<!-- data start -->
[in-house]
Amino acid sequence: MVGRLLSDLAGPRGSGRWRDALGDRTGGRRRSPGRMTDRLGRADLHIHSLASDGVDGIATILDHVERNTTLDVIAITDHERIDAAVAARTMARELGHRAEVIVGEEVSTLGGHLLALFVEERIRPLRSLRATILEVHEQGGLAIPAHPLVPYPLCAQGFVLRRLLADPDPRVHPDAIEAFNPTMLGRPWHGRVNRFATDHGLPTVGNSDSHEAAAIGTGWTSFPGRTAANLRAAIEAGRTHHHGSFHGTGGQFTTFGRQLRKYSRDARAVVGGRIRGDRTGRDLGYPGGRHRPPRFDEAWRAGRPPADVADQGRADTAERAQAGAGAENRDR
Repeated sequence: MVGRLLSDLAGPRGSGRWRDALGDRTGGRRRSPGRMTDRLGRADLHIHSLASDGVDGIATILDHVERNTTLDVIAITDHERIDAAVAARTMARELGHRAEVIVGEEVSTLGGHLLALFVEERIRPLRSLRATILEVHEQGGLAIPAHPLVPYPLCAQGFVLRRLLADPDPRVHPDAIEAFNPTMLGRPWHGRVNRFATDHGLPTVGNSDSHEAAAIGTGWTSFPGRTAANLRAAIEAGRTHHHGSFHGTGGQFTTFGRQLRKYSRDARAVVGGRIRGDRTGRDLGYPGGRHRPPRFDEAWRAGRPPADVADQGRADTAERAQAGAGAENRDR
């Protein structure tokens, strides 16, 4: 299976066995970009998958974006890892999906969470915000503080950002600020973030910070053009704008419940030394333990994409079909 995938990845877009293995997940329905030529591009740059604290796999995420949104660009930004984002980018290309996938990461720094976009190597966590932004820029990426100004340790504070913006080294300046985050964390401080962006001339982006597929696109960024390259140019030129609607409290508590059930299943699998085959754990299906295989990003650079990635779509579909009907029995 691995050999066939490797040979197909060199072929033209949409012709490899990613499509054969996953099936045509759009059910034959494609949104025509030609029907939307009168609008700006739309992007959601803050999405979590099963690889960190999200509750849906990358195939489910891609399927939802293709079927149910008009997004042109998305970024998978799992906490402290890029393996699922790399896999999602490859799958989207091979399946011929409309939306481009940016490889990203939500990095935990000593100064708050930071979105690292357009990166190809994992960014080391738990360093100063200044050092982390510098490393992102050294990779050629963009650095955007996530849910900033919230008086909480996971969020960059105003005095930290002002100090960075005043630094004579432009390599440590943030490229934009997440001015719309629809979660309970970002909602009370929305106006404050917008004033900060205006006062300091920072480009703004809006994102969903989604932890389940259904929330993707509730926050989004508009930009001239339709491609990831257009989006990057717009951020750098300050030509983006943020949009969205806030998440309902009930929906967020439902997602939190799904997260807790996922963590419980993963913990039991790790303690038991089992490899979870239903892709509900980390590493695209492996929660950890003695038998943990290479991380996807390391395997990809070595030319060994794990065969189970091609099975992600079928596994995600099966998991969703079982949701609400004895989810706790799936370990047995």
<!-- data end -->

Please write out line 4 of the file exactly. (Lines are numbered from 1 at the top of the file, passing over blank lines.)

């Protein structure tokens, strides 16, 4: 299976066995970009998958974006890892999906969470915000503080950002600020973030910070053009704008419940030394333990994409079909 995938990845877009293995997940329905030529591009740059604290796999995420949104660009930004984002980018290309996938990461720094976009190597966590932004820029990426100004340790504070913006080294300046985050964390401080962006001339982006597929696109960024390259140019030129609607409290508590059930299943699998085959754990299906295989990003650079990635779509579909009907029995 691995050999066939490797040979197909060199072929033209949409012709490899990613499509054969996953099936045509759009059910034959494609949104025509030609029907939307009168609008700006739309992007959601803050999405979590099963690889960190999200509750849906990358195939489910891609399927939802293709079927149910008009997004042109998305970024998978799992906490402290890029393996699922790399896999999602490859799958989207091979399946011929409309939306481009940016490889990203939500990095935990000593100064708050930071979105690292357009990166190809994992960014080391738990360093100063200044050092982390510098490393992102050294990779050629963009650095955007996530849910900033919230008086909480996971969020960059105003005095930290002002100090960075005043630094004579432009390599440590943030490229934009997440001015719309629809979660309970970002909602009370929305106006404050917008004033900060205006006062300091920072480009703004809006994102969903989604932890389940259904929330993707509730926050989004508009930009001239339709491609990831257009989006990057717009951020750098300050030509983006943020949009969205806030998440309902009930929906967020439902997602939190799904997260807790996922963590419980993963913990039991790790303690038991089992490899979870239903892709509900980390590493695209492996929660950890003695038998943990290479991380996807390391395997990809070595030319060994794990065969189970091609099975992600079928596994995600099966998991969703079982949701609400004895989810706790799936370990047995």